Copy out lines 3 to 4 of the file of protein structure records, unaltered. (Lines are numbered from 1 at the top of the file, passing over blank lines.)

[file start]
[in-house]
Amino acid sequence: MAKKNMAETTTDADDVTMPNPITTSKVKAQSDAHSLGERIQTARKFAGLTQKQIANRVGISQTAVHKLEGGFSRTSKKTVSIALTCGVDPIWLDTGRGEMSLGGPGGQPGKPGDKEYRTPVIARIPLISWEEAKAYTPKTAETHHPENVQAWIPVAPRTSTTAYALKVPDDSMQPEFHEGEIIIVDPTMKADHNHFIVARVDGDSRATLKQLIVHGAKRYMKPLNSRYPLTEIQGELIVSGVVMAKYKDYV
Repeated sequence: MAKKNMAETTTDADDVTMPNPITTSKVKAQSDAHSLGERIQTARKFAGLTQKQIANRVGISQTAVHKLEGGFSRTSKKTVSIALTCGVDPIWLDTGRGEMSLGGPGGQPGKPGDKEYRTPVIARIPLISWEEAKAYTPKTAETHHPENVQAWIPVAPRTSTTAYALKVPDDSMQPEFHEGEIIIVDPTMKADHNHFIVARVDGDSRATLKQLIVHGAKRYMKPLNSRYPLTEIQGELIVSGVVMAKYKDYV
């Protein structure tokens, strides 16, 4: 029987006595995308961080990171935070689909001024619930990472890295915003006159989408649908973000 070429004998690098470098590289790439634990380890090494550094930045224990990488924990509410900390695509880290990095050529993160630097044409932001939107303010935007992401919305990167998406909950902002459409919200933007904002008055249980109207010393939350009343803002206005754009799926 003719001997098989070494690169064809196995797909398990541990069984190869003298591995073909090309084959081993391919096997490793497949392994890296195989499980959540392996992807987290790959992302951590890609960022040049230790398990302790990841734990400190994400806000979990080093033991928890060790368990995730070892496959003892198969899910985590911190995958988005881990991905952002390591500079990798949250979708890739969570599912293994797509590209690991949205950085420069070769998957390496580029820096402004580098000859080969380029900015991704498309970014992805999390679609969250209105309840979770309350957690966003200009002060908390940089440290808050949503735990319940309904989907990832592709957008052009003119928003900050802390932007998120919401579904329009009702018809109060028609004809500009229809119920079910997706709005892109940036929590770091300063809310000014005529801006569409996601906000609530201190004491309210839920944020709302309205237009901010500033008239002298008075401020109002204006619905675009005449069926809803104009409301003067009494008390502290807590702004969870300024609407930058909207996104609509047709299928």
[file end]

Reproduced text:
Repeated sequence: MAKKNMAETTTDADDVTMPNPITTSKVKAQSDAHSLGERIQTARKFAGLTQKQIANRVGISQTAVHKLEGGFSRTSKKTVSIALTCGVDPIWLDTGRGEMSLGGPGGQPGKPGDKEYRTPVIARIPLISWEEAKAYTPKTAETHHPENVQAWIPVAPRTSTTAYALKVPDDSMQPEFHEGEIIIVDPTMKADHNHFIVARVDGDSRATLKQLIVHGAKRYMKPLNSRYPLTEIQGELIVSGVVMAKYKDYV
């Protein structure tokens, strides 16, 4: 029987006595995308961080990171935070689909001024619930990472890295915003006159989408649908973000 070429004998690098470098590289790439634990380890090494550094930045224990990488924990509410900390695509880290990095050529993160630097044409932001939107303010935007992401919305990167998406909950902002459409919200933007904002008055249980109207010393939350009343803002206005754009799926 003719001997098989070494690169064809196995797909398990541990069984190869003298591995073909090309084959081993391919096997490793497949392994890296195989499980959540392996992807987290790959992302951590890609960022040049230790398990302790990841734990400190994400806000979990080093033991928890060790368990995730070892496959003892198969899910985590911190995958988005881990991905952002390591500079990798949250979708890739969570599912293994797509590209690991949205950085420069070769998957390496580029820096402004580098000859080969380029900015991704498309970014992805999390679609969250209105309840979770309350957690966003200009002060908390940089440290808050949503735990319940309904989907990832592709957008052009003119928003900050802390932007998120919401579904329009009702018809109060028609004809500009229809119920079910997706709005892109940036929590770091300063809310000014005529801006569409996601906000609530201190004491309210839920944020709302309205237009901010500033008239002298008075401020109002204006619905675009005449069926809803104009409301003067009494008390502290807590702004969870300024609407930058909207996104609509047709299928």